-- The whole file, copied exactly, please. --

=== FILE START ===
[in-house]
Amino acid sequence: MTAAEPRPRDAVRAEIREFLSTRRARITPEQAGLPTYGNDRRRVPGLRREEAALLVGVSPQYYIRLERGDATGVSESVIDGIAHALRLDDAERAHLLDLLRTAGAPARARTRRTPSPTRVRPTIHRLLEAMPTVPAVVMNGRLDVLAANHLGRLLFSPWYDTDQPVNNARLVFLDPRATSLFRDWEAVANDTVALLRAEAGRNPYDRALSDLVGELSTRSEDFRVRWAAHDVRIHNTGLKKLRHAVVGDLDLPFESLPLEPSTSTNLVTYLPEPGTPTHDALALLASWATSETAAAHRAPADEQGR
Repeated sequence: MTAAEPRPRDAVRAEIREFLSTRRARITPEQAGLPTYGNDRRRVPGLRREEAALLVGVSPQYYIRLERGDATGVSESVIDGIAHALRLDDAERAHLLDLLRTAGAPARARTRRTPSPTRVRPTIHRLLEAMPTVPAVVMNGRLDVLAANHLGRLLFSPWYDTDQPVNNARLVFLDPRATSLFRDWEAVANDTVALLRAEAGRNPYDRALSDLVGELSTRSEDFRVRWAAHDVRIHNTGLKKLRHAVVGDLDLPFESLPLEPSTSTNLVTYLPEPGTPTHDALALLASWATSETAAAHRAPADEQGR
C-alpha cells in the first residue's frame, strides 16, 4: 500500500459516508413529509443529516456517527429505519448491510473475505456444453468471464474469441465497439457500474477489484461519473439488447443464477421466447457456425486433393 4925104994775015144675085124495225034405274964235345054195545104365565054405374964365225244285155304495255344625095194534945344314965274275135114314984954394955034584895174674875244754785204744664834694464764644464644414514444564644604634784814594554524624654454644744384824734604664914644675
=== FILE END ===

[in-house]
Amino acid sequence: MTAAEPRPRDAVRAEIREFLSTRRARITPEQAGLPTYGNDRRRVPGLRREEAALLVGVSPQYYIRLERGDATGVSESVIDGIAHALRLDDAERAHLLDLLRTAGAPARARTRRTPSPTRVRPTIHRLLEAMPTVPAVVMNGRLDVLAANHLGRLLFSPWYDTDQPVNNARLVFLDPRATSLFRDWEAVANDTVALLRAEAGRNPYDRALSDLVGELSTRSEDFRVRWAAHDVRIHNTGLKKLRHAVVGDLDLPFESLPLEPSTSTNLVTYLPEPGTPTHDALALLASWATSETAAAHRAPADEQGR
Repeated sequence: MTAAEPRPRDAVRAEIREFLSTRRARITPEQAGLPTYGNDRRRVPGLRREEAALLVGVSPQYYIRLERGDATGVSESVIDGIAHALRLDDAERAHLLDLLRTAGAPARARTRRTPSPTRVRPTIHRLLEAMPTVPAVVMNGRLDVLAANHLGRLLFSPWYDTDQPVNNARLVFLDPRATSLFRDWEAVANDTVALLRAEAGRNPYDRALSDLVGELSTRSEDFRVRWAAHDVRIHNTGLKKLRHAVVGDLDLPFESLPLEPSTSTNLVTYLPEPGTPTHDALALLASWATSETAAAHRAPADEQGR
C-alpha cells in the first residue's frame, strides 16, 4: 500500500459516508413529509443529516456517527429505519448491510473475505456444453468471464474469441465497439457500474477489484461519473439488447443464477421466447457456425486433393 4925104994775015144675085124495225034405274964235345054195545104365565054405374964365225244285155304495255344625095194534945344314965274275135114314984954394955034584895174674875244754785204744664834694464764644464644414514444564644604634784814594554524624654454644744384824734604664914644675